There’s also no IHS hospital in California, and IHS has a limited amount of funding to support out-of-system care.
“If an Indian person gets sick, they are 100% reliant on a public or private hospital,” said Virginia Hedrick at the California Consortium for Urban Indian Health. “The tribal health program may be able to pay their bill, if they haven’t run out of money … Something like COVID-19 has really highlighted that weakness in our system.”
In addition to California’s 109 federally recognized tribes, there are more than 55 that do not have that recognition because the government terminated their status or never ratified their treaties back in the 1850s. These tribes do not have access to IHS funding.
“We have an enormous disadvantage,” said Gali. “We have the added challenges in obtaining personal protective equipment and shortages of doctors and nurses within those Indian health care facilities.”
Tribes with federal recognition can access special funding for testing, protective equipment and emergency preparedness.
“Strengthening testing capacity remains a top priority at IHS,” wrote director Michael Weahkee in a recent letter. “With these expanded efforts, we are seeing increased numbers of positive cases reported … These resources are as critical as our coordinated efforts are to combatting this epidemic.”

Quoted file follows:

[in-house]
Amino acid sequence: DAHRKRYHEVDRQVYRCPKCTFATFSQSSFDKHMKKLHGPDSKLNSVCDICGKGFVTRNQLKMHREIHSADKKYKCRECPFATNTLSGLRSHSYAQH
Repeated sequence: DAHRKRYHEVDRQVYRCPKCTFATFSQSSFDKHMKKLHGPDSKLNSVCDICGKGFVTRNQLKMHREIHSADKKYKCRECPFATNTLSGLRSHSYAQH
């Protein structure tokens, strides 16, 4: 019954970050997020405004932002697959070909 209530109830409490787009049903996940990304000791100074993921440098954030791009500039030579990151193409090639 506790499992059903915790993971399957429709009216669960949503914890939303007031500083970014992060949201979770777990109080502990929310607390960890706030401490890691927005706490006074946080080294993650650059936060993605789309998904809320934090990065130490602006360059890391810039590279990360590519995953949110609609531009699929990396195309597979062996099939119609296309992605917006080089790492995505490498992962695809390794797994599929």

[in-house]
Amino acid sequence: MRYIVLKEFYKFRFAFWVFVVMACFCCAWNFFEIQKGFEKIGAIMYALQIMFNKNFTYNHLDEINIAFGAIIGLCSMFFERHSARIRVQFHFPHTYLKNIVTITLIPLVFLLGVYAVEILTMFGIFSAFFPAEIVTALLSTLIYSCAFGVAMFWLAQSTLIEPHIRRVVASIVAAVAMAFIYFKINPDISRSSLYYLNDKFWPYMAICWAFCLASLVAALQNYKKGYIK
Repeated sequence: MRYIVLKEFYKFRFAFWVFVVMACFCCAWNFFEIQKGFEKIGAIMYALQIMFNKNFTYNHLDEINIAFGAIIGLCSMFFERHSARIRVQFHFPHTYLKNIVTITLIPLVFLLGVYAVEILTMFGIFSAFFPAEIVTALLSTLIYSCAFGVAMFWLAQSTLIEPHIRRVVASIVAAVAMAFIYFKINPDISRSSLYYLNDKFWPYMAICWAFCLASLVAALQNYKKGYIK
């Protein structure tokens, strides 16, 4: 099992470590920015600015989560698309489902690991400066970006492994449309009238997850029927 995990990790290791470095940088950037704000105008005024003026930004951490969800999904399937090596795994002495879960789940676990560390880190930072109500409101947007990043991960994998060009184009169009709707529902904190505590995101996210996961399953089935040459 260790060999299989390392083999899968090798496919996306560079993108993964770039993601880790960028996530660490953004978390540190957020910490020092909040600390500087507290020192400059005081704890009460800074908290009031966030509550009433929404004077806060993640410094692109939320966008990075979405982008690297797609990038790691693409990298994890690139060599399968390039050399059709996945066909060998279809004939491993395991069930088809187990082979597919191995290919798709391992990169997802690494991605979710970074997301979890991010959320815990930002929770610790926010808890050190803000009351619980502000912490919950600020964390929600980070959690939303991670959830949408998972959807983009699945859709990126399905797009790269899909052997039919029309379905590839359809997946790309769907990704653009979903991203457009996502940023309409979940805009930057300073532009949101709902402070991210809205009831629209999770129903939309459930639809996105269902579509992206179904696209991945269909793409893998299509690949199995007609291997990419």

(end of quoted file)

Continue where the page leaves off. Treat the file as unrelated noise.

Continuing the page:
A ‘Tremendous Strain’
The sparse health care infrastructure on reservations, combined with existing disparities among Native Americans, has led many tribes to move cautiously with re-opening.
If the disease spreads on reservations, the impact could be devastating.
“I think it’s a clear reason tribal leaders would be, and should be, vigilant about reducing risk,” Hedrick said.
On some reservations that’s meant closing casinos, which are a main source of revenue for many tribes. Meister Economic Consulting estimates more than 500 gaming facilities operated by 246 tribes have shuttered nationally. The firm reports 296,000 people out of work and $332 million in lost wages.
Some casinos in Southern California plan to reopen Monday against county health orders.
The federal government has approved aid packages specifically for tribes, but some advocates say the money has been slow to come through.